Isolation is a choice. At some point it becomes the more viable choice to being with people or even yourself. But, it is a choice. There are two kinds of isolation. The physical, where you are an inmate in solitary confinement deprived of touch and interaction with others. Been there.

And, then there is the emotional isolation. This is when the heart shuts down. You’ve been hurt, perhaps repeatedly, your attempts at connection are so far and few you just can’t take anymore so you isolate your heart, your emotions. This eventually leads to the physical because without truly being open and transparent with others you will build a wall that very soon will isolate you physically.

When my fourth daughter was born my life was very busy. I had three other daughter’s ages 10-3 and an interior decorating business. I hadn’t noticed the tiny signs, the missed developmental stages. But, after the first year when she wasn’t talking, walking I got concerned. By the time she was two I’d exhausted the pediatrician route, “she’s just a little slower she’ll catch up”. Then I discovered PPCD, Preschool Program for Children with Disabilities, a part of the Fort Worth Independent school district. They came to my home and did the usual hearing and vision tests so they could rule out deafness or any vision problems. And, so it began the more I learned and the more I came out swinging for my child the more I isolated me.

It’s damned hard to listen to professionals tell you that your child should never be left alone. They will never have a “normal” life. As a parent with a child who has any form of special needs, Autism, Downs Syndrome, ID/DD, it quickly becomes all about the child.

We put our lives, dreams and ambitions on hold, sometimes, forever. It was easier for me to sell my interior decorating business than it was to try to make it work with the doctor appointments, speech therapy, schools and play dates. Soon, it became, ‘put on the same jeans no one will notice’, ‘I’ll just pull my hair up’, ‘no time for make-up today’. Before I knew it I looked in the mirror and saw someone I didn’t recognize.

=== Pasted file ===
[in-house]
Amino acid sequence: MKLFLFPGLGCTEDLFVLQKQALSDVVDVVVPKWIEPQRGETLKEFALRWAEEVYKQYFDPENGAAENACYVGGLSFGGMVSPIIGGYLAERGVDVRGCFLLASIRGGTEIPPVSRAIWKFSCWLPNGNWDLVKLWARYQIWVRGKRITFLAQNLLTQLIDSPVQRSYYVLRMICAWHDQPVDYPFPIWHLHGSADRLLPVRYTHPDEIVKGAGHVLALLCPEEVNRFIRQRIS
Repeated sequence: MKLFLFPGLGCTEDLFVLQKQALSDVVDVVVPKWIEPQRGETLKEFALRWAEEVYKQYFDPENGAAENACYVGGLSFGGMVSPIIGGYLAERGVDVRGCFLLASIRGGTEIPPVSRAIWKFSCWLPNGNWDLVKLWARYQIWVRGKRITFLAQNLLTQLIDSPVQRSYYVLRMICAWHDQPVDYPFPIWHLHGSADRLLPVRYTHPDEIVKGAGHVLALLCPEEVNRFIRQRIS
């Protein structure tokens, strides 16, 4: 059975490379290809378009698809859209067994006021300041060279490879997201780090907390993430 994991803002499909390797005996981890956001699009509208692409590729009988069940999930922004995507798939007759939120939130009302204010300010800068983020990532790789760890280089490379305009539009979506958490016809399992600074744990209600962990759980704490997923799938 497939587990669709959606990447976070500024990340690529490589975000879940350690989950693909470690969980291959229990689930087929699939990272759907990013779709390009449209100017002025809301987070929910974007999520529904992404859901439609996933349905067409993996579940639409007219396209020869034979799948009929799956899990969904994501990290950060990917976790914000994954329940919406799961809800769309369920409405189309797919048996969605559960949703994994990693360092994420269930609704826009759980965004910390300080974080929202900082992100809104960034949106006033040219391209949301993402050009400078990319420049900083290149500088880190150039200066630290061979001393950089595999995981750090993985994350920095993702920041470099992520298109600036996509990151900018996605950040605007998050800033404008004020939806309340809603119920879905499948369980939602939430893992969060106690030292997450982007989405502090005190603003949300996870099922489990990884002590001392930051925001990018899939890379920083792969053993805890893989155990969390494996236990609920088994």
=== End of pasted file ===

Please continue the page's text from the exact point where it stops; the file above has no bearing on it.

It eventually affected my marriage. I had let myself go, I relied on my then husband for everything I wasn’t giving myself. Bad idea because he couldn’t give me the strength I needed, he couldn’t give me the self-esteem I craved and at one point he gave up on me and us.

When my marriage ended I felt worthless, like I wasn’t capable of getting anything right. My child wasn’t like others, my husband didn’t love me, I was a failure. I tried to bury myself, my shame, my guilt in my excess weight. I isolated from everyone, friends and family. I went through the motions of caring for my daughter without actually engaging her. I used her and her disabilities/challenges as a shield so I didn’t have to live.

My daughter deserved better. Like on a plane that is going down, you must first put on your oxygen then take care of your child. I began taking better care of me, working out, working consistently on my writing career, losing 82 pounds. Taking the time to build new friendships, even dating. Yeah, I know but it is possible. I’ll share that one soon.

Ending isolation isn’t the easiest thing to do but could start with a simple hello to someone behind you in line at the grocery store, bank or concession. It’s as easy as laughing at someone’s joke. It only takes one smile, a nod or a step outside the isolation to make the next step even easier.

You must first choose to step out of the isolation. And that can create fear so the more familiarity you build with that fear the less you isolate. When you are further from the isolation you will discover so many new ways to be free of the thoughts and feelings that held you prisoner. “It’s too hard.” “I’m not ready.” “My child needs me.”

Since the divorce, there is a dance that Dawn and I do. If she senses I’m going out too much or if she’s been away from me for any time like camp, she begins to experience an illness. She has genuine health issues but she knows, instinctively, how they work. She will begin to “not feel well” and need me to assist her in varying ways. It’s what she does because of her fears of abandonment. I’m aware of this so my goal is to comfort her without enabling her. It’s a fine line but I’m getting much better at detecting real illness and her need to feel secure that mommy won’t leave her.

I am still riddled with the guilt that comes with all this. I want desperately to start a new life for myself as a writer, a publisher, a public speaker and slowly I’m getting there. A relationship is not conducive to the random and hectic schedule of my life, so for now I’m happy with joining in on local meet-up groups, who are doing things I like to do and some I can include Dawn.

I would do anything for my child but I must ensure that I’m not isolating from her or my life so that I can be a good role model by being present and being happier. She deserves that.